23 So Jesus called them over to him and began to speak to them in parables:“How can Satan drive out Satan? 24 If a kingdom is divided against itself, that kingdom cannot stand. 25 If a house is divided against itself, that house cannot stand. 26 And if Satan opposes himself and is divided, he cannot stand; his end has come. 27 In fact, no one can enter a strong man’s house without first tying him up. Then he can plunder the strong man’s house. 28 Truly I tell you, people can be forgiven all their sins and every slander they utter, 29 but whoever blasphemes against the Holy Spirit will never be forgiven; they are guilty of an eternal sin.”
30 He said this because they were saying, “He has an impure spirit.”
My point, however, in talking about a false dichotomy between reason and faith is this: I believe faith stems from reason. I always make the point when asked to provide evidence for God's existence that I have the same evidence as everyone else, I observed the facts, I saw the observable phenomena/read about them, and then made a different conclusion. A conclusion that was a leap of faith, the same as the atheist who observes the facts and naturalistically claims the universe exists because it must.
One of the harshest comments underneath the article mentioned above was this 'when will Christians start thinking'. Of course it was a snide and shallow remark - a very obscure generalisation - because I know plenty of Christians who do indeed think. But it also got me thinking about why do these stereotypes of Christians as 'spiritual people' without reason or logic, come from.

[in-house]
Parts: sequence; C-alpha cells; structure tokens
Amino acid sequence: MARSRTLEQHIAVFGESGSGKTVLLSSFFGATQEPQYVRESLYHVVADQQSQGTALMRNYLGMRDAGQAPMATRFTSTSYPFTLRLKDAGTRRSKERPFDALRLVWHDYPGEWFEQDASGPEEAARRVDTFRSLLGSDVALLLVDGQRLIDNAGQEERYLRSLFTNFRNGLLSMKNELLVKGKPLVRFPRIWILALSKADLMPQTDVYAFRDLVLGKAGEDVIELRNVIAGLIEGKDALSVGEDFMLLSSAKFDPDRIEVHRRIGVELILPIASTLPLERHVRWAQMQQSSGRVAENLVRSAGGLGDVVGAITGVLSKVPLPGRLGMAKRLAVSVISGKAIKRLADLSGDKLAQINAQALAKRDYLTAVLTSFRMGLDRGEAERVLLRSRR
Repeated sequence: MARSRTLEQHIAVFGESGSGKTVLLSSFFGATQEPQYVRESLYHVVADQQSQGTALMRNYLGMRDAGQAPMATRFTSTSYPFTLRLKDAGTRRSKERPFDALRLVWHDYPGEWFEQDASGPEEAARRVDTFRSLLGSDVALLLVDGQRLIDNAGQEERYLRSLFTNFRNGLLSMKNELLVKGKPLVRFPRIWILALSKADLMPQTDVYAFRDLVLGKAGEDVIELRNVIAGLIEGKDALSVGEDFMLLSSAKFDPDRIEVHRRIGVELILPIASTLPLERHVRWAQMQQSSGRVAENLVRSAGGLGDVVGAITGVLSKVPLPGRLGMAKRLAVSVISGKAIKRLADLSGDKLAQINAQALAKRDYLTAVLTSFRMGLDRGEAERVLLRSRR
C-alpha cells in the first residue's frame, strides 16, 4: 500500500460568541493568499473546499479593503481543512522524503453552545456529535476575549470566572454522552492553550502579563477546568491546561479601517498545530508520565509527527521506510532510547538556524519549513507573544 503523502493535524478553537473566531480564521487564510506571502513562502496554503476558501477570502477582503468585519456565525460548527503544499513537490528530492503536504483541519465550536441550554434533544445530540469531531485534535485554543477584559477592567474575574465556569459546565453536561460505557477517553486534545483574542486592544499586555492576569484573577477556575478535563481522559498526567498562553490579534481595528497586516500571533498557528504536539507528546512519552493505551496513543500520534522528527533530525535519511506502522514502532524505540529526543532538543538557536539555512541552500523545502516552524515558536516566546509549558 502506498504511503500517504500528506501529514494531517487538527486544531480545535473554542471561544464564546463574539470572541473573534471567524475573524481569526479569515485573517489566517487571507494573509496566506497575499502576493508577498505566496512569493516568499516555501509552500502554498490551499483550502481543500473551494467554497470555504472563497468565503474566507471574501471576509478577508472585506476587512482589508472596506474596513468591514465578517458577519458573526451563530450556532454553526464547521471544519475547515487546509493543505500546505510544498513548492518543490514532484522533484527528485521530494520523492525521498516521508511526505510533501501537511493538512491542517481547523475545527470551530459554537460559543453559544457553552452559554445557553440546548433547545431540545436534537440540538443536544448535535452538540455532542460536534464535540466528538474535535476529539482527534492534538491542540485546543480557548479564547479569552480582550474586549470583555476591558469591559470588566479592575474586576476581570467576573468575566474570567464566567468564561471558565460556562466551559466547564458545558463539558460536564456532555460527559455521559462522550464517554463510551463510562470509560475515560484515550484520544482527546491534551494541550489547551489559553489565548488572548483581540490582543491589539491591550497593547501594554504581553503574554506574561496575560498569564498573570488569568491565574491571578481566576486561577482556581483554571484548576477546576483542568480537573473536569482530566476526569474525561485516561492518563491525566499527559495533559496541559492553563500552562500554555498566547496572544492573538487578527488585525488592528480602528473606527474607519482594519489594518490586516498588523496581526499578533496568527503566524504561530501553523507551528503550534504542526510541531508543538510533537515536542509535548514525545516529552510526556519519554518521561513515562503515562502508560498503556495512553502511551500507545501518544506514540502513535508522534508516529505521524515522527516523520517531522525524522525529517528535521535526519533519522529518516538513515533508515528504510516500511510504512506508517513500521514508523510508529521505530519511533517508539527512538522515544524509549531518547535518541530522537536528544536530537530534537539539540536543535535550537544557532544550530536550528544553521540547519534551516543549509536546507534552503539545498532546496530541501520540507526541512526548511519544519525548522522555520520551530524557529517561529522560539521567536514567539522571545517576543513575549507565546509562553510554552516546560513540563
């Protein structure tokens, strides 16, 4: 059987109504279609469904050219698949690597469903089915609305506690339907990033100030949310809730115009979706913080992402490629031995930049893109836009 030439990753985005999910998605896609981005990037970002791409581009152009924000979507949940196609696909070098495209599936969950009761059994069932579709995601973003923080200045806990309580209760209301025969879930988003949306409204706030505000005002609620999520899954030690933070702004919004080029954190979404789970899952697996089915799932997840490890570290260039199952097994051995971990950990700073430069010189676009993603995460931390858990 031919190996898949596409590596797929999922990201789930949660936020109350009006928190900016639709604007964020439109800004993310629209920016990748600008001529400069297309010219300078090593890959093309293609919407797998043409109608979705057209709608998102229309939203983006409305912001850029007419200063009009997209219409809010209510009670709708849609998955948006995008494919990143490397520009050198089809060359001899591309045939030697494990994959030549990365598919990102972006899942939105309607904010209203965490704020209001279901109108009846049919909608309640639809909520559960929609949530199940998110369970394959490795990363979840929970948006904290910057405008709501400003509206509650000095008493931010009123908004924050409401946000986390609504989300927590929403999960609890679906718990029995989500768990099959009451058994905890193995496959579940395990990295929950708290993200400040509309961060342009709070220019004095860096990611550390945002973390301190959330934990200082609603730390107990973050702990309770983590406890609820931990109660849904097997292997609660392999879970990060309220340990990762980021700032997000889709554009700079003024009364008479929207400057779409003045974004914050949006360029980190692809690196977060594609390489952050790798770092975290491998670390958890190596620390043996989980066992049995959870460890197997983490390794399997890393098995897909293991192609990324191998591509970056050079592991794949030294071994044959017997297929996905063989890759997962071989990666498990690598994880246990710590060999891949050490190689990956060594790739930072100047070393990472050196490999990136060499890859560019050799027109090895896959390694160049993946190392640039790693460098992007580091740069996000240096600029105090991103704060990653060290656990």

Sure I'm not saying that we all need to have a billion science facts - because in the end it does come down to faith. I'm not saying we need to have the most logical rhetoric planned and ready for instant delivery: a quickfire 'selling' argument of our faith. What I am saying is we need to live reasoned faith based lives. True faith is not blind faith just as true love is not blind love. True faith is active - and comes from everything that we can see and feel (things we can reason out). I guess what I'm saying is that I get tired of those millions of Christians out there with good intentions (myself included at times) saying what 'should be' or 'what shouldn't be' and yet not living the faith based life that they should. That's why I say there is a false dichotomy between faith and reason - a false opposition - the two should work together.
I personally believe because all the evidence in my life, in the world around me, in ever law of physics, chemistry, biology points to a creator. Every work of art, every emotion, I cannot reason out how such things could have no intelligent cause. At the very least everything must have been created by some kind of super power. Because say all you want about chance and so forth - it still doesn't explain the origins of our universe or what kind of power it took to create everything. I have the same reasoned evidence as anyone can have access to: I just happen to take the opposite leap of faith to other people. The leap towards hope.
"I believe in Christianity as I believe that the sun has risen: not only because I see it, but because by it I see everything else. - C.S. Lewis"